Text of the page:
Ancient Quarry Uncovered in Jerusalem
A massive quarry , along with workers tools and a 2,000 year-old key, have been uncovered at an excavation site in the Ramat Shlomo Quarter, Jerusalem, prior to the paving of a highway, the Israel Antiquities Authorities (IAA) announced.
The area of quarry that has so far been unearthed covers an area of around 11,000 square feet and dates back to the Second Temple Period (538 BC to AD 70). From this site, huge stones measuring about 6.5 feet in length and weighing hundreds of tonnes, would have been extracted from the site and used in the construction of the city’s ancient buildings.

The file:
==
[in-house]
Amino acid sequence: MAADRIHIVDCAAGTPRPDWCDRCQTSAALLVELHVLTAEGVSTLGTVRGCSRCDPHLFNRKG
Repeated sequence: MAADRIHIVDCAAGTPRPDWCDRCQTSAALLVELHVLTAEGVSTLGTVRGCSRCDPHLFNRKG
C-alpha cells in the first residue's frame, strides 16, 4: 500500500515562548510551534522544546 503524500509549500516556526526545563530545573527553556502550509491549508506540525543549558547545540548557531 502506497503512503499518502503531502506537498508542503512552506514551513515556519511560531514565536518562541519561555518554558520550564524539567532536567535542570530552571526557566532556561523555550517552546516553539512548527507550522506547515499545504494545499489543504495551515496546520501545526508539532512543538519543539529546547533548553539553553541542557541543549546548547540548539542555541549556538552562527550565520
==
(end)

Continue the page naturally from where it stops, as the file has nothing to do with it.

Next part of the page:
"The quarrying phenomenon created a spectacular sight of bedrock columns and steps and craters of sorts that were the result of the rock-cuttings," Irina Zilberbod, IAA excavation director, said in a statement. "What remained are rock masses in various stages of quarrying, and there were those that were found in a preliminary stage of rock-cutting prior to detachment."
Archaeologists suggest that the site was used due to its abundance of Meleke rock, which is easily quarried and hardens immediately after being cut and shaped. The transportation of the rocks would also have been made easier by its location which was elevated above the city of Jerusalem, enabling the stones to be taken downhill. However, scientists remain perplexed as to how the giant stones would have been moved along the road to the area of construction.